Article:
Gruit ale is ale
that is flavored with herbs and/or spices rather than hops. It is
usually kept "raw", or unpasteurized. Hops act as a preservative, as
does pasteurization, so that gruit ale is not an ale that will keep
well, and is best consumed shortly after it has reached the amount of
alcohol and degree of carbonation desired.
• 1 pint of yeast
(This will yield about 2 gallons
of ale, with about a quart left over to serve as starter for the next
• 1 pound of
• 1 1/2 pounds
• 8 quarts of
• 1 teaspoon
cream of tartar
• 1/2 cup malt
• 1 cup of gruit
• 3 Tablespoons sugar
of a starter is best practice. It is best obtained from the sediment
from your previous batch. If this is your first brew, you can use a
tablespoon of dry yeast instead, but understand that fermentation may
take longer and there is a greater risk of contamination, although
contamination is not a big problem with ale that is drunk shortly after
it is made. Use the sediment from this ale as the starter for the next
batch. You can choose whether you want to make the starter first, which
is basically a small batch of ale, anyway, or make the ale first and
then take the next starter from that. See Harvesting
Wild Yeast if you would like to start with an
airborne yeast or for other sources of yeast.
**As long as you live in an area where the water
is safe to drink and pleasant tasting, you can use water from the tap.
(see Home Brewing box below for
sources for ordering supplies online)
1.) Mix a
pound of malt extract with 1 quart of water until
dissolved (heating in a non-metallic saucepan stirring with a wooden
spoon will make it easier) and pour into a 3-gallon container.
(See below to order malt extract
(barley malt syrup) online.)
2.) Make a sugar
syrup by putting a quart of water in 1
1/2 pounds of sugar in a
non-metallic saucepan and bring to boil over high heat, until sugar is
dissolved. Continue to simmer for a few minutes. Remove from heat and
add to the malt liquid mixture and stir in
3.) Put 1
teaspoon of cream of tartar in a quart of cool water and stir until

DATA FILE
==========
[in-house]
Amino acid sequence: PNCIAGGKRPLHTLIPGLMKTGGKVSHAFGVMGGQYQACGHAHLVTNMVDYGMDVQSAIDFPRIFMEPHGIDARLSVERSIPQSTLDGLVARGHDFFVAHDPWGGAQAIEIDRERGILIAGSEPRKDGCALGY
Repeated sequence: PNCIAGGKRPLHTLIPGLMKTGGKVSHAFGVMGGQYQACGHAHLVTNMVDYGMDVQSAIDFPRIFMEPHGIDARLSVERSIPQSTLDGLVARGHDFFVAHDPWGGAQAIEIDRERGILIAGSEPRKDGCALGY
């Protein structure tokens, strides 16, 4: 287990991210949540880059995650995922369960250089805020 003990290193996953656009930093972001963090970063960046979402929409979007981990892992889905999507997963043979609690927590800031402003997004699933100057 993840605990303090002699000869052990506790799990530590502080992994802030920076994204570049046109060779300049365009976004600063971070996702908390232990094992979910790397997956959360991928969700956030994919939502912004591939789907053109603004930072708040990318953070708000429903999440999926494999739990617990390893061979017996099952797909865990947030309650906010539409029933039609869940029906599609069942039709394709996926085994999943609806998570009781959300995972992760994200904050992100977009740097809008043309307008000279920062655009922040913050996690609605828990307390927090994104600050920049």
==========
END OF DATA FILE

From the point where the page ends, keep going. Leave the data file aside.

dissolved. Add to mix.
4.) Mix 1/2
cup of flour,
some of which should be malt flour (a commercial bread flour mix with
malt flour in it is OK) with another quart of water and add to mixture.
and add a gruit. A
gruit is a cup of herbal tea, with or without the plant material in it.
It will add flavoring and sometimes frothiness to the ale. There are
dozens of different herbs that can be used, based on what you like and
have available. Ground ivy is a classic ale
flavoring also known as "alehoof". It is widespread in Europe and North
America, where it is commonly found as a lawn weed. Any herbal teas you
like can be used.
your chosen herbs and whole spices, or herbal tea, into a ceramic
teapot. There are no fixed amounts, but around 3 tablespoons of spice
or tea, or 1 cup of green plant material, should suffice. Pour a cup of
boiling water over it and cover the pot. When it has steeped for
several hours or overnight, add it to the brew. Optionally, you can
just add the spice when your drink or serve the beverage
after it is made.
6.) As long as
the liquid has cooled to tepid or lukewarm, add the starter
Cover the 3-gallon container with an airlock. This is something that
will keep bugs out but lets gas escape. A piece of plastic secured with
a sturdy rubber band, or any other form of elastic, will do.
Put in a
warm place, maintaining a temperature of 85-90 degrees Fahrenheit.
You can brew in glass, but I
carbonate everything in plastic soda pop bottles. The advantages to
this are that plastic doesn't risk accidentally exploding, sending long
pieces of sharp, pointy glass into your flesh, and it's easier to check
on carbonation by squeezing a plastic bottle. If you intend to bottle
in glass, pack them in sand to reduce the risk of explosion.
Squeeze bottle(s) to check if ale is carbonated. When plastic feels firm and
cannot be squeezed, ale is carbonated.
This bottle is not ready to
within 2 or 3 days for optimal nutritional value. (Real ale is a good
source of C and B vitamins, complete protein and digestive enzymes).
May be refrigerated.
Wheat and barley are the commonest ingredients
used to make ale in Western cultures, but you can make ale out of
anything with sugar or starch in it. Poor
Richard's Ale and Raw
Corn Beer are examples of ale made with corn, and Roots
Beer is an ale made with potatoes, carrots and